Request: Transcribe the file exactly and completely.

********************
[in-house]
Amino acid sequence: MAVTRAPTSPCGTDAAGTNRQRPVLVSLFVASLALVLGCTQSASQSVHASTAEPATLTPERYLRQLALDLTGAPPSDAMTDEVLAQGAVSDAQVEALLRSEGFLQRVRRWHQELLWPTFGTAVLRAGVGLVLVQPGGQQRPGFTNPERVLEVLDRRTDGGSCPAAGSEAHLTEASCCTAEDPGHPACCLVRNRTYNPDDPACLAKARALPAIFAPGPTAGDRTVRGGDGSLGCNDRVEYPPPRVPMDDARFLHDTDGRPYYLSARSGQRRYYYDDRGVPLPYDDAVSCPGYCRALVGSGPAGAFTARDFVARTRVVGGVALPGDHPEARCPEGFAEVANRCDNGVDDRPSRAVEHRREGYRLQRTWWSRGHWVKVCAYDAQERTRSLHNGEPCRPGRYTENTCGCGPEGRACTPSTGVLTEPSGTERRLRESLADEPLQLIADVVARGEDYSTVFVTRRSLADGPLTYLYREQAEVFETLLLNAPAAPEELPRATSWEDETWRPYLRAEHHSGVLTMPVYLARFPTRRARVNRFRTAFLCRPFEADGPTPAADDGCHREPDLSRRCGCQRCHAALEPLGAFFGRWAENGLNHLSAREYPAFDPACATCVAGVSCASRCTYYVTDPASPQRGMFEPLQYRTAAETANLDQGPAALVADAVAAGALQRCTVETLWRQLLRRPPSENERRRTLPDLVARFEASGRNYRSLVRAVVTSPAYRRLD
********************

[in-house]
Amino acid sequence: MAVTRAPTSPCGTDAAGTNRQRPVLVSLFVASLALVLGCTQSASQSVHASTAEPATLTPERYLRQLALDLTGAPPSDAMTDEVLAQGAVSDAQVEALLRSEGFLQRVRRWHQELLWPTFGTAVLRAGVGLVLVQPGGQQRPGFTNPERVLEVLDRRTDGGSCPAAGSEAHLTEASCCTAEDPGHPACCLVRNRTYNPDDPACLAKARALPAIFAPGPTAGDRTVRGGDGSLGCNDRVEYPPPRVPMDDARFLHDTDGRPYYLSARSGQRRYYYDDRGVPLPYDDAVSCPGYCRALVGSGPAGAFTARDFVARTRVVGGVALPGDHPEARCPEGFAEVANRCDNGVDDRPSRAVEHRREGYRLQRTWWSRGHWVKVCAYDAQERTRSLHNGEPCRPGRYTENTCGCGPEGRACTPSTGVLTEPSGTERRLRESLADEPLQLIADVVARGEDYSTVFVTRRSLADGPLTYLYREQAEVFETLLLNAPAAPEELPRATSWEDETWRPYLRAEHHSGVLTMPVYLARFPTRRARVNRFRTAFLCRPFEADGPTPAADDGCHREPDLSRRCGCQRCHAALEPLGAFFGRWAENGLNHLSAREYPAFDPACATCVAGVSCASRCTYYVTDPASPQRGMFEPLQYRTAAETANLDQGPAALVADAVAAGALQRCTVETLWRQLLRRPPSENERRRTLPDLVARFEASGRNYRSLVRAVVTSPAYRRLD